I recently had the pleasure of taking part in the Wednesday evening #BookMarketingChat hosted by BadRedhead Media. Our topic was easy updates to refresh your author website. To prepare for the chat, I visited the sites of several writers, including those who have left comments here in the past. I figured I would snoop around and find out what kind of slips the average writer is making with this vital part of their online platform.
My verdict? As a community, we need to pull our socks up if we want to show our readers we value their website visits and respect their time. I saw too many websites that were dated in design, neglected in content, or both.
According to a Stanford University study, 75% of users admit to making judgments about a company’s credibility based on their website design. Readers will lose trust in your professionalism and the quality of your work if you can’t present a reasonably spiffy website to the world.
I realize not everyone can afford professional website design (although, naturally, in my line of work I do feel it’s a great investment). However, you can avoid some of the worst mistakes which drag down the effectiveness of your website.
Since it’s October and Halloween is fast approaching, here are the 30 website mistakes I consider the scariest, in terms of turning your reader off. I’ll start with the ones I saw on multiple websites that are easiest to fix.
Scary Website Mistakes: Easy to Fix
- Dated items, which show how long you’ve neglected your website. For example:
- Blog post dates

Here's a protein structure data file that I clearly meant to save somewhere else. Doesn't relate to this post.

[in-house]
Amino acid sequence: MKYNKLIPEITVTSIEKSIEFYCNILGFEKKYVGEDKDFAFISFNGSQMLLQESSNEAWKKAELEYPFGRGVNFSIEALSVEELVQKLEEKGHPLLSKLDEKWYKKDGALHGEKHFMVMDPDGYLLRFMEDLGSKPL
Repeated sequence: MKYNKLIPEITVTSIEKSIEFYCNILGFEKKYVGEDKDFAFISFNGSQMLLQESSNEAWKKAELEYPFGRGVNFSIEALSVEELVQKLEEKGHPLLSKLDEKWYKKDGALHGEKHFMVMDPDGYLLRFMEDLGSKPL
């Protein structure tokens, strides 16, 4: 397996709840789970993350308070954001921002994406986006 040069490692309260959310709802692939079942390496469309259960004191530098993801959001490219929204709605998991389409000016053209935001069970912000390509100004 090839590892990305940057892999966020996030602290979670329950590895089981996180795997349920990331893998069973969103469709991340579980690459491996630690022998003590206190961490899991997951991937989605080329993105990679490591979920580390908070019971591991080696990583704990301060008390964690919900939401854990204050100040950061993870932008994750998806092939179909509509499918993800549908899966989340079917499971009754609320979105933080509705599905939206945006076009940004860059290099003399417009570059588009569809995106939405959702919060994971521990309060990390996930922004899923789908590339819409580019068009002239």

- A book page which announces a title is “Coming Spring 2018”
- An events page with nothing forthcoming or recent
- Copyright year not current
- Broken links. It can be a full-time job cleaning up links that point to other websites, but within your own site, everything must work, especially on your main pages. If you’re using WordPress, several plugins can help you with this. I like WP Broken Link Status Checker.
- Buttons which do nothing, or lead to pages which are clearly missing key content.
- No discernible brand color palette, by which I mean I couldn’t identify the 4-5 key colors you are repeating for every element of your website. Just as bad are color choices which look like they’re intended to match, but don’t. Try a tool like https://palettte.app to decide on your colors. Then stick to them religiously and across all your online platforms.
- Still, on the topic of colors, play it safe when you choose your main text color and the background it will be seen on. Aside from the courtesy of making your website accessible for visually-impaired visitors, nobody enjoys reading cream text on a mustard background. Check your choices on a site like https://webaim.org. Wacky color choices look dated, too.
- Links to social media accounts that you no longer use. Watch out in particular for an icon advertising Google Plus, which shut down 6 months ago! Here’s a great reminder about cleaning up your social media: https://badredheadmedia.com/2017/12/ready-for-a-social-media-clean-up-heres-how-to-go-about-it/
- Adverts served by a generic widget. Unless implemented extremely carefully, advertising creates a distracting, diluted reading experience. Your reader is less likely to take the key action you want them to take, and you’re sending the signal that a few measly cents are more important to you than their experience on your site. If you’re making less than $25 per month on your adverts, I recommend you remove them.
- Cluttered sidebars. Sidebars are a magnet for outdated distractions, for example: tag clouds, tiny photos of your followers, or badges for everywhere you’ve ever been featured. A little social proof is important, but too much looks desperate.